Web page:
CIRCA Projects, The Stephenson Works, Newcastle upon Tyne, NE1 3PE

  • A Is to D What E Is to H
    Title : A Is to D What E Is to H
  • ChoocLy
    Title : ChoocLy
  • EmmaHart1
    Title : EmmaHart1
  • EmmaHart2
    Title : EmmaHart2
  • EmmaHartTODOCircaDetail1
    Title : EmmaHartTODOCircaDetail1
  • Heather Phillipson Catastrophicephaleconomy Bleurgh CIRCA
    Title : Heather Phillipson Catastrophicephaleconomy Bleurgh CIRCA
  • Layerscape (expanded)
    Title : Layerscape (expanded)
  • TheStruggleAgainstOurselves 1
    Title : TheStruggleAgainstOurselves 1
  • TheStruggleAgainstOurselves 2
    Title : TheStruggleAgainstOurselves 2
  • Untitled
    Title : Untitled
  • Zero Point Garbage Matte
    Title : Zero Point Garbage Matte
  • kim on jennys mini dv
    Title : kim on jennys mini dv

Time - and with it memory - is in fact the exhibition’s subject, though not time alone, but with it space as well. Space, according to initial observations, can be perceived not only as continuously uniform but also in segments.
Not only space as a whole, which as such is never immediately real to us in any case, but rather it is pieced together, after the fact, from experience and idea - then perceived as uniform and continuous on the basis of this general piecing together. The space in front of us does not manifest as uniform either. We can discern various zones, areas that precipitate, attest to and enable various possibilities.
Space Release takes the attributes of site which contrast to the gallery to create discourse around the value and function of this alternative within exhibition-making - looking at the role of site within production and display.
Principally based within the Stephenson Works building in Newcastle upon Tyne ‘Space Release’ will utilise this site (the first purpose-built locomotive factory in the world, positioned within a regeneration site) as a departure point to explore space as a formative moment. The programme will explore the notion that art occupies, creates and defines space and is simultaneously defined by it.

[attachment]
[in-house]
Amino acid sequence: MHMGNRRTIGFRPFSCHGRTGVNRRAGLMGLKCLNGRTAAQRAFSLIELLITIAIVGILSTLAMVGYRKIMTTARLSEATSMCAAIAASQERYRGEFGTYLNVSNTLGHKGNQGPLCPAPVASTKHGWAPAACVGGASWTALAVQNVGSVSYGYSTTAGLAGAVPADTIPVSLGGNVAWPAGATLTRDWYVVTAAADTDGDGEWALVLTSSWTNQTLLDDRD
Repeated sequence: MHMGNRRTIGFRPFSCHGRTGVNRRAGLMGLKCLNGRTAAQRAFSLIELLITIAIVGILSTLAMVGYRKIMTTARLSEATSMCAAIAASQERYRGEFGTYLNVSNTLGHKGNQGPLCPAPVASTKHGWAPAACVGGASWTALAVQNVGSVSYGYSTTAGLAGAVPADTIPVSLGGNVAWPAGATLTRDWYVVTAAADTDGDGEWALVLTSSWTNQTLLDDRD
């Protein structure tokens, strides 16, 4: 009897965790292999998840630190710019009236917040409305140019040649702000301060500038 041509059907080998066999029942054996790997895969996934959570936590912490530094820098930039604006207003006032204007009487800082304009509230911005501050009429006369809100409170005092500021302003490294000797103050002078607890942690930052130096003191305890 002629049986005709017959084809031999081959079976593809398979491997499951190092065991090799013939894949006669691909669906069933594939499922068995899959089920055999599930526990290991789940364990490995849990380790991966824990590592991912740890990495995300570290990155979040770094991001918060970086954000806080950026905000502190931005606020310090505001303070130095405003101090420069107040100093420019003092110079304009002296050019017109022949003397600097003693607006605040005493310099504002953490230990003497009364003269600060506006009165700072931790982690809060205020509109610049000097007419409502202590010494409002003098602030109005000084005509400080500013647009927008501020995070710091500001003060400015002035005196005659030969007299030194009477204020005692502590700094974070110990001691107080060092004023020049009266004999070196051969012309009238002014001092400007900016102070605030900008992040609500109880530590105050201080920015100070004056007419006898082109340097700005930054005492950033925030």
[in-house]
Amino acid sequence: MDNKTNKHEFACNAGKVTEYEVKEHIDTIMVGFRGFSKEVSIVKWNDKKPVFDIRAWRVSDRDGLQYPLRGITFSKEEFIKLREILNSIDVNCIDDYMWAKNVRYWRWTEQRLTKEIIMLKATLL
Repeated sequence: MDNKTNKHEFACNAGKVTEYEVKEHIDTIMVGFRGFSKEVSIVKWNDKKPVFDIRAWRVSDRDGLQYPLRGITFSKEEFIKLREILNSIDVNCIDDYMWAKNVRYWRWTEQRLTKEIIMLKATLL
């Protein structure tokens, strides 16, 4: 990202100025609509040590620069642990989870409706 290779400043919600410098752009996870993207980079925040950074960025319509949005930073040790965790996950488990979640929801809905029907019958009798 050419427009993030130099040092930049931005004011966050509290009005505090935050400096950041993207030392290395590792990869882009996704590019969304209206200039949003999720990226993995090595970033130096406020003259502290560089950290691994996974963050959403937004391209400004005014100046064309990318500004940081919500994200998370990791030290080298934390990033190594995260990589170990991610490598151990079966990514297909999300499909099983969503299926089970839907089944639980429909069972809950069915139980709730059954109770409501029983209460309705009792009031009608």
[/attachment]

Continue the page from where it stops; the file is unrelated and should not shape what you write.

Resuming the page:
Exploring the possibilities and parameters of the exhibition space, through a 15-month thematic project, ‘Space Release’ looks to the relationships between site, moving image and time based artworks. This programme is framed around 3 new solo installations, each lasting for 2 months. During and in-between these fixed points a calendar of parallel events, installations and screenings takes place.
Space Release #1: TO DO - Emma Hart, runs until 1 December. It is the first in the programme and concurrent projects have taken place weekly within it’s term, each numbered and leading up to Space Release #11: If You Can’t See My Mirrors, I Can’t See You - Kim Coleman & Jenny Hogarth.
Working with sculpture, Emma Hart interferes with the viewing of video, making work that is detailed, complicated and chaotic; rendering it impossible to entirely take in. Hart can never be sure what the viewer has seen and relinquishing control charges up the sculptural installation into a live situation. Hart draws on the potential for a camera to precipitate an event, and not simply record it.